Phoebe using APPs to fill doctor shortages

Phoebe using APPs to fill doctor shortages
Patients are commonly seeing advanced placement providers. (Source: WALB)
Betsy Diaz is a board certified nurse practitioner for Phoebe Putney Health System. (Source: WALB)
Betsy Diaz is a board certified nurse practitioner for Phoebe Putney Health System. (Source: WALB)
Many APP's practice at primary care centers. (Source: WALB)
Many APP's practice at primary care centers. (Source: WALB)
Dr. Suresh Lakhanpal is the president of Phoebe Physicians. (Source: WALB)
Dr. Suresh Lakhanpal is the president of Phoebe Physicians. (Source: WALB)

ALBANY, GA (WALB) - An expected shortage of doctors nationwide has medical practices looking at their own numbers.

By 2030, the Association of American Medical Colleges predicts the US could see a shortage of up to 120,000 physicians.

Here in Southwest Georgia, Phoebe Putney Health Systems have been working to fill the gaps. The corporation is using Advanced Practice Providers, or APPs, now more than ever before.

Interactions between APPs and patients are becoming more common inside Phoebe hospitals and primary care centers.

"I feel very comfortable with her. It's like seeing my doctor," said Carolyn Oliver, a patient at Phoebe who saw and APP on Friday.

Betsy Diaz is a board-certified family nurse practitioner. She's commonly referred to as an APP or Advanced Practice Provider for Phoebe.

"It's been a very rewarding career for me. And as challenging as it was to get here I'm glad that I'm here and I'm glad I'm able to provide care to patients," said APP Betsy Diaz.

Diaz started as an emergency tech, on to a nurse and then to health information technology. Finally, Diaz decided she wanted to do more.

"It's something I've always been interested in doing, being able to talk to the whole person and their entire health," said APP Diaz.

Her schedule here at the Phoebe primary care is packed with patients. She sees them for a range of issues.

The number of positions like Diaz's is increasing nationwide. But the opposite is happening with doctors.

"There's a nationwide shortage of physicians and it's going to get worse. So between 60,000 to 90,000 physicians, we expect we are going to be short in the next several years," said Dr. Suresh Lakhanpaul, the Phoebe Physicians President.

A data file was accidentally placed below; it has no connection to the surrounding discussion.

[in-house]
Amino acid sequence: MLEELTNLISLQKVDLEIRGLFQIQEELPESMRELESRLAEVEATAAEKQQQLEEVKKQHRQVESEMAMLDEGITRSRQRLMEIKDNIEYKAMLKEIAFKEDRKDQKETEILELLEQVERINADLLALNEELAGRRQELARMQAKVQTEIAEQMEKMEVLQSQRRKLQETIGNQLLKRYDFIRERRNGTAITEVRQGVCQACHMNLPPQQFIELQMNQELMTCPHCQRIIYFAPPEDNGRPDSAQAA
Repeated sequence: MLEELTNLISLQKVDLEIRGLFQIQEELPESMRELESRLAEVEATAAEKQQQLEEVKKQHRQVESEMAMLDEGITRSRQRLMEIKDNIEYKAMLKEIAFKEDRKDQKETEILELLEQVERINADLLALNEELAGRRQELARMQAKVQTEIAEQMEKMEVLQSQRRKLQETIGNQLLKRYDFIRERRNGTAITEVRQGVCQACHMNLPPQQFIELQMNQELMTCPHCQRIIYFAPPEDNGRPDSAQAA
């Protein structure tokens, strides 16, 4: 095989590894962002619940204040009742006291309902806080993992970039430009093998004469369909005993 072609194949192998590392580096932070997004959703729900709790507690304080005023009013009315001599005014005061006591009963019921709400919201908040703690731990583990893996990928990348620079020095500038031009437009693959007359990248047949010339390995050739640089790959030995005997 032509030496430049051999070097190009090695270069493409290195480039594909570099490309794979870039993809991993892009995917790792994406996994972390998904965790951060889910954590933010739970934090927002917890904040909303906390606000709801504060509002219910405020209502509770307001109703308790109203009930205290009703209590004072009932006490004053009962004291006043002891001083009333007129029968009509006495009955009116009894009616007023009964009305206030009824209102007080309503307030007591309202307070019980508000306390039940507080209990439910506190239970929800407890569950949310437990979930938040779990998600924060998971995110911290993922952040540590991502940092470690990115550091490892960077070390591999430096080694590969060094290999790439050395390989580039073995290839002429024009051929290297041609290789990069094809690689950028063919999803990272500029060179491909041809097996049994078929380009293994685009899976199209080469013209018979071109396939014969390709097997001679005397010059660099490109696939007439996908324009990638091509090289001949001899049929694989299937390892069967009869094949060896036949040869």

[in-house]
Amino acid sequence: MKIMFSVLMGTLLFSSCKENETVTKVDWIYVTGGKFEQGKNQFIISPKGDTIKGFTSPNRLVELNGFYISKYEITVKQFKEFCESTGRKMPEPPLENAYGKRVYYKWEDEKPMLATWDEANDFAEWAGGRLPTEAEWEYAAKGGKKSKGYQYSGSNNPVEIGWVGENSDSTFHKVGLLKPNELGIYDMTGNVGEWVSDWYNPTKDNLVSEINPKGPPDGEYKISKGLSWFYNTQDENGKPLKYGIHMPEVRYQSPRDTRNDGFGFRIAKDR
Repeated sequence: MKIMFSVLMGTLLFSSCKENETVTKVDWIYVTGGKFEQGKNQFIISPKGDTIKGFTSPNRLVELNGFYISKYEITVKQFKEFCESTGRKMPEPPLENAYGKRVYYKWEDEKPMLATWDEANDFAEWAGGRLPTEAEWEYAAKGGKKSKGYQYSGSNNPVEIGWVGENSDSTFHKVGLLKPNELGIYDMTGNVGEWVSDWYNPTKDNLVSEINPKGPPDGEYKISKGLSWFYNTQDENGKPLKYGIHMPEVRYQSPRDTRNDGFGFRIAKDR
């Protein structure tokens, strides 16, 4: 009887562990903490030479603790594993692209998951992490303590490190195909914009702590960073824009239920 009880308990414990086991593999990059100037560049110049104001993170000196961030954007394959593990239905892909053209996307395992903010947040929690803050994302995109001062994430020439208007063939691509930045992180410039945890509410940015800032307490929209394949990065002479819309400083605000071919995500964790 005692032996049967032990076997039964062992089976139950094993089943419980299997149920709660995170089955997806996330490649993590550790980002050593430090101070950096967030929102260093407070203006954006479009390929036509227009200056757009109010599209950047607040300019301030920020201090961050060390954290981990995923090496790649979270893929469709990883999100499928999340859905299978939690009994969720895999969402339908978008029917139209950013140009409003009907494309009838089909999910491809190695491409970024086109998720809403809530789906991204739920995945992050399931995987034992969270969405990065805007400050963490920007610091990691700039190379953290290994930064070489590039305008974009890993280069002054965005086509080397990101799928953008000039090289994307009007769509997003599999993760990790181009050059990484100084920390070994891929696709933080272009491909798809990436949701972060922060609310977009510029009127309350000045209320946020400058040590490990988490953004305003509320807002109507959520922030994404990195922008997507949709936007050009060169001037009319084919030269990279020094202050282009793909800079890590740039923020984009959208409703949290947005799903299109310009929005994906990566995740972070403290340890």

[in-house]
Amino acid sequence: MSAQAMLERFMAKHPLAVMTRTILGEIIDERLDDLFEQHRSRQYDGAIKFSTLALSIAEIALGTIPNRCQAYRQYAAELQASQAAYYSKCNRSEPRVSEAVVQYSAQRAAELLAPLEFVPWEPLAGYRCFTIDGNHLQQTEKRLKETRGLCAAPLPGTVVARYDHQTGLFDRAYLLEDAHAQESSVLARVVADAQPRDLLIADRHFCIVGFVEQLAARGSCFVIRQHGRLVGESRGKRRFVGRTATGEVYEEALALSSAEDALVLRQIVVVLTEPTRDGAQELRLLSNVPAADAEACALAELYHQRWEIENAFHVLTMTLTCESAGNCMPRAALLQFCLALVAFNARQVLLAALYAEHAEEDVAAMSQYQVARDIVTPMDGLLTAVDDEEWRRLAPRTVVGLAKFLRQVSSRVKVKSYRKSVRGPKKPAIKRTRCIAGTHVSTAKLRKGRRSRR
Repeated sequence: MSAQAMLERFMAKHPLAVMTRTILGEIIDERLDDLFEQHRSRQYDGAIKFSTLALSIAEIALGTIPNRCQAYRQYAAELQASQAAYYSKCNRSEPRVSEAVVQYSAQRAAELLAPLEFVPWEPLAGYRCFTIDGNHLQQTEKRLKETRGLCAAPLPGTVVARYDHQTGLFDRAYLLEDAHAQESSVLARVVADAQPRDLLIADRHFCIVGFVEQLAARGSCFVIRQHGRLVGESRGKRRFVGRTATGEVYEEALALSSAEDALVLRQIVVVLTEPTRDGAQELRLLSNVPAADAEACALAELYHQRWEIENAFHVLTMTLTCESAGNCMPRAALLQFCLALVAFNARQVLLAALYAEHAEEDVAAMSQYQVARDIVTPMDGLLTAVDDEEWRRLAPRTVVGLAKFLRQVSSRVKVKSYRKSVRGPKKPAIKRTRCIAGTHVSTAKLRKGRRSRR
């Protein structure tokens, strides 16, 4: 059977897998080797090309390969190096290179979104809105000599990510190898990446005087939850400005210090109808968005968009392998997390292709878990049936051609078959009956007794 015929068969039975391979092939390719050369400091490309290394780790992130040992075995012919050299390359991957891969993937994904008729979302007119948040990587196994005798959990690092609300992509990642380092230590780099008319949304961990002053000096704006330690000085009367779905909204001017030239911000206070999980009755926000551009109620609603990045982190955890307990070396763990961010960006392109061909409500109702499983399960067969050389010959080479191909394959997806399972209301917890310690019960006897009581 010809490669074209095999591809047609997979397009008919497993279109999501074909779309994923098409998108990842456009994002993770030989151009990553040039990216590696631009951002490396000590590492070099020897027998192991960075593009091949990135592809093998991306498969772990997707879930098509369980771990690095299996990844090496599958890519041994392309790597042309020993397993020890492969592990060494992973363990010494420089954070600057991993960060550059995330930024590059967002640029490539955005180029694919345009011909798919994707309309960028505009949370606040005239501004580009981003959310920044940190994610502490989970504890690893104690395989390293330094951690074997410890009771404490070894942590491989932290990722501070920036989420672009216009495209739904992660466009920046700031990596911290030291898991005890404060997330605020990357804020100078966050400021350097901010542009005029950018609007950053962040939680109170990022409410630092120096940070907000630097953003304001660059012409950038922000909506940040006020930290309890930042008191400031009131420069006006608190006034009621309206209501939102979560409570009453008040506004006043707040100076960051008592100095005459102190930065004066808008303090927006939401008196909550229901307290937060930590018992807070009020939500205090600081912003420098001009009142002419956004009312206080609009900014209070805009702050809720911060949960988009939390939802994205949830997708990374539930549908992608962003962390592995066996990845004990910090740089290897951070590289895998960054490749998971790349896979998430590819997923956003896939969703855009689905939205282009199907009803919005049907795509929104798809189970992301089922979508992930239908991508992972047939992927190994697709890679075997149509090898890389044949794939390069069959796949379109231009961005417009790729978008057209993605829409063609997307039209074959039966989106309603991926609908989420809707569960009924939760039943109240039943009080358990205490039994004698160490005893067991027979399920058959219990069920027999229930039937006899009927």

The Complexities of Physician Supply and demand 2018 update projections from 2016 to 2030 show demand far outpacing supply in both primary care and specialty care.

Dr. Lakhanpaul said APPs are helping fill the doctor shortages. In fact, more than one third of the 300 physician group providers are APPs.

"They're a vital part of what we do," said Dr. Lakhanpaul.

He said in primary care some APPs have their own line of patients. In other areas, like vascular surgery, you may see a doctor sometimes and an APP for follow up visits.

"Their job is usually to help compliment and extend that physician so they are able to do a little bit more," Dr. Lakhanpaul said.

According to the Pew Research Center, about 10,000 Americans turn 65 every day. By the time we get to 2030, the 65 plus population will increase by 50-percent. Experts said that will put a strain on the health care delivery system.

At that same time, as the population ages, doctors will too. Many are expected to retire in the next several years, which researchers said will also be problematic.

As more nurse practitioners are used, studies from various states show patient satisfaction increases too.

"I had good vibes from the beginning with her. She talks and explains things in detail about your health and what's going on," Oliver said following her appointment.

According to the federal Agency for Healthcare Research and Quality, nurse practitioners, like Diaz make up a significant share of primary care providers in the United States. When the University of Hawaii and U.S. Census Bureau studied eight states where nurse practitioners have the independence to practice and prescribe drugs on their own, researchers found an 8.6-percent increase in the number of adults who rated their care as excellent.

For now, APPs at Phoebe are helping fill the doctor shortage. As we move into the future, Dr. Lakhanpaul says he expects we'll see more technology help fill the gaps as well.

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